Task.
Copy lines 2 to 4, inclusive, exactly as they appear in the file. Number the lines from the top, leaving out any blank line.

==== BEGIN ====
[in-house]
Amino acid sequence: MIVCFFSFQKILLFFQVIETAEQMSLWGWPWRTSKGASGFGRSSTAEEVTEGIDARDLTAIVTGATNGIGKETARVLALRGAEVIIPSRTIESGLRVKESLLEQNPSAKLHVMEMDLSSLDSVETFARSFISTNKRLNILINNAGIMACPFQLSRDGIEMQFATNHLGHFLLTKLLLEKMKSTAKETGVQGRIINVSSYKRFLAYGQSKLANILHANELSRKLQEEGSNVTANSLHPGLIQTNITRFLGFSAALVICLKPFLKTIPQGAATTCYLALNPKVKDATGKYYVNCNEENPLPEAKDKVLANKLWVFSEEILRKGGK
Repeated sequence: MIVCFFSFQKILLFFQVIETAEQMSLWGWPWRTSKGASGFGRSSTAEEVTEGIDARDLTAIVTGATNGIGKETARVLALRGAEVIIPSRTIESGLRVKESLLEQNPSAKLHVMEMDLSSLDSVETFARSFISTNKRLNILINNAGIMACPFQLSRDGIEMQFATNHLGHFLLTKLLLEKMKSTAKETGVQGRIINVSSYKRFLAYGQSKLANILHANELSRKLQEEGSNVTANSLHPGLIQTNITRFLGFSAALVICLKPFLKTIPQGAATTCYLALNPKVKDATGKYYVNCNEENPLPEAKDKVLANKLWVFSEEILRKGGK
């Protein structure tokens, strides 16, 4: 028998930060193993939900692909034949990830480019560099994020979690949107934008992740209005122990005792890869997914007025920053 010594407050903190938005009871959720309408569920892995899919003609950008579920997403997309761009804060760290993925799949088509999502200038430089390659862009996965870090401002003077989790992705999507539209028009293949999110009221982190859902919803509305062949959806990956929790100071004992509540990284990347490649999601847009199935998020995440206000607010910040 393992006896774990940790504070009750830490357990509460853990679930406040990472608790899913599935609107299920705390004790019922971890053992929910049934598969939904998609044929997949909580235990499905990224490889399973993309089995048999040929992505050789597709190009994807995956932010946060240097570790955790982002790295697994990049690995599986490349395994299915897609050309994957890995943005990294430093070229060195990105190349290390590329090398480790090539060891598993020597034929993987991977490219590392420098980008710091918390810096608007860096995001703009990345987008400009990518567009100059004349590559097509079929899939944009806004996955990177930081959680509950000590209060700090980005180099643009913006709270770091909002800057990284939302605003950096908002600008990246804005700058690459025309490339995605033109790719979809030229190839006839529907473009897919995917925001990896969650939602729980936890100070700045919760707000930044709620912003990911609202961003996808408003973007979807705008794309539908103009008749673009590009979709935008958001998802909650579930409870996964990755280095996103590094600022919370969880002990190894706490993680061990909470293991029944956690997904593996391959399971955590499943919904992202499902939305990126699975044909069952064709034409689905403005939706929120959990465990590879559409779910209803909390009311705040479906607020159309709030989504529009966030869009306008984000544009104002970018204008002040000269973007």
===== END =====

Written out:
Amino acid sequence: MIVCFFSFQKILLFFQVIETAEQMSLWGWPWRTSKGASGFGRSSTAEEVTEGIDARDLTAIVTGATNGIGKETARVLALRGAEVIIPSRTIESGLRVKESLLEQNPSAKLHVMEMDLSSLDSVETFARSFISTNKRLNILINNAGIMACPFQLSRDGIEMQFATNHLGHFLLTKLLLEKMKSTAKETGVQGRIINVSSYKRFLAYGQSKLANILHANELSRKLQEEGSNVTANSLHPGLIQTNITRFLGFSAALVICLKPFLKTIPQGAATTCYLALNPKVKDATGKYYVNCNEENPLPEAKDKVLANKLWVFSEEILRKGGK
Repeated sequence: MIVCFFSFQKILLFFQVIETAEQMSLWGWPWRTSKGASGFGRSSTAEEVTEGIDARDLTAIVTGATNGIGKETARVLALRGAEVIIPSRTIESGLRVKESLLEQNPSAKLHVMEMDLSSLDSVETFARSFISTNKRLNILINNAGIMACPFQLSRDGIEMQFATNHLGHFLLTKLLLEKMKSTAKETGVQGRIINVSSYKRFLAYGQSKLANILHANELSRKLQEEGSNVTANSLHPGLIQTNITRFLGFSAALVICLKPFLKTIPQGAATTCYLALNPKVKDATGKYYVNCNEENPLPEAKDKVLANKLWVFSEEILRKGGK
């Protein structure tokens, strides 16, 4: 028998930060193993939900692909034949990830480019560099994020979690949107934008992740209005122990005792890869997914007025920053 010594407050903190938005009871959720309408569920892995899919003609950008579920997403997309761009804060760290993925799949088509999502200038430089390659862009996965870090401002003077989790992705999507539209028009293949999110009221982190859902919803509305062949959806990956929790100071004992509540990284990347490649999601847009199935998020995440206000607010910040 393992006896774990940790504070009750830490357990509460853990679930406040990472608790899913599935609107299920705390004790019922971890053992929910049934598969939904998609044929997949909580235990499905990224490889399973993309089995048999040929992505050789597709190009994807995956932010946060240097570790955790982002790295697994990049690995599986490349395994299915897609050309994957890995943005990294430093070229060195990105190349290390590329090398480790090539060891598993020597034929993987991977490219590392420098980008710091918390810096608007860096995001703009990345987008400009990518567009100059004349590559097509079929899939944009806004996955990177930081959680509950000590209060700090980005180099643009913006709270770091909002800057990284939302605003950096908002600008990246804005700058690459025309490339995605033109790719979809030229190839006839529907473009897919995917925001990896969650939602729980936890100070700045919760707000930044709620912003990911609202961003996808408003973007979807705008794309539908103009008749673009590009979709935008958001998802909650579930409870996964990755280095996103590094600022919370969880002990190894706490993680061990909470293991029944956690997904593996391959399971955590499943919904992202499902939305990126699975044909069952064709034409689905403005939706929120959990465990590879559409779910209803909390009311705040479906607020159309709030989504529009966030869009306008984000544009104002970018204008002040000269973007």